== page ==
Cobbs History, Family Crest & Coats of Arms
The name Cobbs is of Anglo-Saxon origin. It was name for a large man. This surname originally derived from the Old English word Cobba recorded in 1201 which described a man of particularly large or impressive features and had great strength. 
However, the name could have also have originated from a multitude of other origins as the word "cobb" has many different meanings as a noun and as a verb. 
Early Origins of the Cobbs family
The surname Cobbs was first found in Suffolk where Leuricus Cobbe, a Saxon was listed in the Domesday Book of 1086.   
Later, Walter Cobbe was listed in the Feet of Fines for Essex for 1234-1235 and John Cobbe was found in the Subsidy Rolls for Somerset in 1327. 
The family quickly scattered throughout ancient England. The Hundredorum Rolls of 1273 give evidence: Richard Cobbe in Cambridgeshire; and Robert Cobbe in Oxfordshire. The Yorkshire Poll Tax Rolls of 1379 list Thomas Cobson as holding lands there at that time. 
Further to the north in Scotland, the name was first listed in 1479 when John Cob in Ardoch appears as witness. A few years later, in 1508 there is mention of land of Malcolm Cob in Brechin. John Cobb was citiner of Brechin in 1629 and thirteen more of the name appear in the Brechin Commissariot Record. Some individuals of this name gave name to Cobbisland in Brechin, in record in 1528, and a family of the name contributed to the expense of building the bellhouse at Novar in 1773. 
The famous Cobbe family in Ireland were originally from Steventon, Swarraton, Hampshire with Charles Cobbe (1686-1795), Archbishop of Dublin (1743-1765), and Primate of Ireland being the progenitor. In 2006, the Cobbe portrait held by Charles Cobbe was identified as an early Jacobean panel painting of a gentleman which has been argued to be a life portrait of William Shakespeare. This painting was presented in March 2009, but is still surrounded by controversy.
Early History of the Cobbs family
This web page shows only a small excerpt of our Cobbs research. Another 120 words (9 lines of text) covering the years 1234, 1235, 1500, 1478, 1595, 1655, 1675, 1713, 1683, 1687, 1765, 1717, 1718 and 1720 are included under the topic Early Cobbs History in all our PDF Extended History products and printed products wherever possible.
Cobbs Spelling Variations
Spelling variations in names were a common occurrence before English spelling was standardized a few hundred years ago. In the Middle Ages, even the literate spelled their names differently as the English language incorporated elements of French, Latin, and other European languages. Many variations of the name Cobbs have been found, including Cobb, Cobbe and others.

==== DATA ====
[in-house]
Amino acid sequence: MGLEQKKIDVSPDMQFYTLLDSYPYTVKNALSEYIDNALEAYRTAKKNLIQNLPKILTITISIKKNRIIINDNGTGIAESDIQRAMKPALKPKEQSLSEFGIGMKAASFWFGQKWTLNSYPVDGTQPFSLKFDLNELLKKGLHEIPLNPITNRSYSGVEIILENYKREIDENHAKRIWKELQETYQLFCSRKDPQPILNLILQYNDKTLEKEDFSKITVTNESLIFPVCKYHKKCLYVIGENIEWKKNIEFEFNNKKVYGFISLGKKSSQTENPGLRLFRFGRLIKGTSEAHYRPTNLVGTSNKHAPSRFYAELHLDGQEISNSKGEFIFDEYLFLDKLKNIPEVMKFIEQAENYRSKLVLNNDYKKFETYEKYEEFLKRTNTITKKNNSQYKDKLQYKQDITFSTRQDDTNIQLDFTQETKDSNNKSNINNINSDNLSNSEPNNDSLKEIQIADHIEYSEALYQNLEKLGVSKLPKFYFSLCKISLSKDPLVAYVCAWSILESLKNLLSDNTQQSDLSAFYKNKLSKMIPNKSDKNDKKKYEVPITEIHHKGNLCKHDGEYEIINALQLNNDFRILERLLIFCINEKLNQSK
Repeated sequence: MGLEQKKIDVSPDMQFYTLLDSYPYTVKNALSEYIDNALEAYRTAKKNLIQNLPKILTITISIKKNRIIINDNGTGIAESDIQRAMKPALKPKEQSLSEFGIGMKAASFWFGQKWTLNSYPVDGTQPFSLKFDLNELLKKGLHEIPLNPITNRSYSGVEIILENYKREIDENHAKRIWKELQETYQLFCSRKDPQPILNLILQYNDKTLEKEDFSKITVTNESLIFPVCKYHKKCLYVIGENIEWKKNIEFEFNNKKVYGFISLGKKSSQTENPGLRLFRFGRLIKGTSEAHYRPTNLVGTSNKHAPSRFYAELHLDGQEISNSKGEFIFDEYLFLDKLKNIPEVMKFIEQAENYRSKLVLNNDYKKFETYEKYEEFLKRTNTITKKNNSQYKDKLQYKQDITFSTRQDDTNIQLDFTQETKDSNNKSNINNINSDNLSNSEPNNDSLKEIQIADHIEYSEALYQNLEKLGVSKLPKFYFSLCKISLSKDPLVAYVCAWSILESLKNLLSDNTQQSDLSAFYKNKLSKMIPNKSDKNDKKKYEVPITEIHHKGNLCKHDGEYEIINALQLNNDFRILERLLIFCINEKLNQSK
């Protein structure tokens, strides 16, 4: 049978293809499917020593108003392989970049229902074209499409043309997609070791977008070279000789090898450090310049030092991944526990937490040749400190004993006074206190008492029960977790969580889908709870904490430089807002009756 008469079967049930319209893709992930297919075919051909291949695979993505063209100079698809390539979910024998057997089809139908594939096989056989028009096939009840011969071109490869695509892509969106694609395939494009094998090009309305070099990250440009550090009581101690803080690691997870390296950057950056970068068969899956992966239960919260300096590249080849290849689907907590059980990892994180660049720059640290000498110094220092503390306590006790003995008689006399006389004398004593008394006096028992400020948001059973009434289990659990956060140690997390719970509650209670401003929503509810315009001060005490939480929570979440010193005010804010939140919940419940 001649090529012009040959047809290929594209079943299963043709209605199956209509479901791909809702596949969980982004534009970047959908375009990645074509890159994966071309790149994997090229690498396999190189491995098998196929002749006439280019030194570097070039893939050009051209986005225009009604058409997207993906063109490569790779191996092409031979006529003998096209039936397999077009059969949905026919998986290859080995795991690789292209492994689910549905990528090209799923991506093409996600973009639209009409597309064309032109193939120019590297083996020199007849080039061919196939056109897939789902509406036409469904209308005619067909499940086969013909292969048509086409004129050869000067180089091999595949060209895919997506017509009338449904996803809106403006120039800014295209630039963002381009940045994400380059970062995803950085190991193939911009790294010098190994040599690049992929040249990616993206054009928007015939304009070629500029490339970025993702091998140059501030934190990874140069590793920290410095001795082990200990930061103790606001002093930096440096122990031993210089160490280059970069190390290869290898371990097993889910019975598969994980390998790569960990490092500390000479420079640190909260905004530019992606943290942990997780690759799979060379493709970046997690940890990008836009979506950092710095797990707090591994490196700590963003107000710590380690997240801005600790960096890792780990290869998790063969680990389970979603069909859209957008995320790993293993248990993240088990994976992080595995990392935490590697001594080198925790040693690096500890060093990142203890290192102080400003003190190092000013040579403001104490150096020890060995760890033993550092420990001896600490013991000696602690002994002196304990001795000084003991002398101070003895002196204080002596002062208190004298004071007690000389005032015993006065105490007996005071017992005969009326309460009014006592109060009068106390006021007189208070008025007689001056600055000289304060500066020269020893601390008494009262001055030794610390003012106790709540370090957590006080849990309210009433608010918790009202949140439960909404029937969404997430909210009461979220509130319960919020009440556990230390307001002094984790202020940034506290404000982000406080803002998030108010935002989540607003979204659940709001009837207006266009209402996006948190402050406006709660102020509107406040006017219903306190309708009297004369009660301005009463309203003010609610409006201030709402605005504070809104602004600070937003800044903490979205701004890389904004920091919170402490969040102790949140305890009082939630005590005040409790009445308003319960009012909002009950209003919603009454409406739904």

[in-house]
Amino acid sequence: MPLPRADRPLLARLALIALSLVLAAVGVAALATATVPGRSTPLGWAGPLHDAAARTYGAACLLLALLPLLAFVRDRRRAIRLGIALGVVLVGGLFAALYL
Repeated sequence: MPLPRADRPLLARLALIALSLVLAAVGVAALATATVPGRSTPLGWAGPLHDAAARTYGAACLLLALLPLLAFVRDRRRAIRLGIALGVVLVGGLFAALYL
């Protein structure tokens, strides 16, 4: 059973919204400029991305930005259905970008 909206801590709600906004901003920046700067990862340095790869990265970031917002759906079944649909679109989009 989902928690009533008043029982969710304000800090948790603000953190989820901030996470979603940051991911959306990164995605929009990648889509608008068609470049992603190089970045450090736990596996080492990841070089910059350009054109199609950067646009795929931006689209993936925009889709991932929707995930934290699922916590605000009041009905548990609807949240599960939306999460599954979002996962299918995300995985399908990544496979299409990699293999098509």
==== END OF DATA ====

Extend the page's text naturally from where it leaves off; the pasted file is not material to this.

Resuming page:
Early Notables of the Cobbs family (pre 1700)
Notables of the family at this time include Ambrose Cobbs (1595-c.1655), an early Virginia colonist and planter who established the long lasting social and political Cobb dynasty in the Southern States; and Samuel Cobb (1675-1713), an English poet, critic and school master from London. He "was connected nearly all his life with Christ's Hospital, London. His father, Samuel Cobb, citizen and cooper of London, died before April 1683, in which month the boy was admitted into the hospital on...
In the United States, the name Cobbs is the 3,379th most popular surname with an estimated 9,948 people with that name. 
Migration of the Cobbs family to Ireland
Some of the Cobbs family moved to Ireland, but this topic is not covered in this excerpt.
Families began migrating abroad in enormous numbers because of the political and religious discontent in England. Often faced with persecution and starvation in England, the possibilities of the New World attracted many English people. Although the ocean trips took many lives, those who did get to North America were instrumental in building the necessary groundwork for what would become powerful new nations. Among early immigrants of the Cobbs surname to cross the Atlantic and come to North America were:
Cobbs Settlers in United States in the 17th Century
Cobbs Settlers in United States in the 18th Century
The motto was originally a war cry or slogan. Mottoes first began to be shown with arms in the 14th and 15th centuries, but were not in general use until the 17th century. Thus the oldest coats of arms generally do not include a motto. Mottoes seldom form part of the grant of arms: Under most heraldic authorities, a motto is an optional component of the coat of arms, and can be added to or changed at will; many families have chosen not to display a motto.
Motto: Virtutis stemmata
Motto Translation: Virtue is Valuable.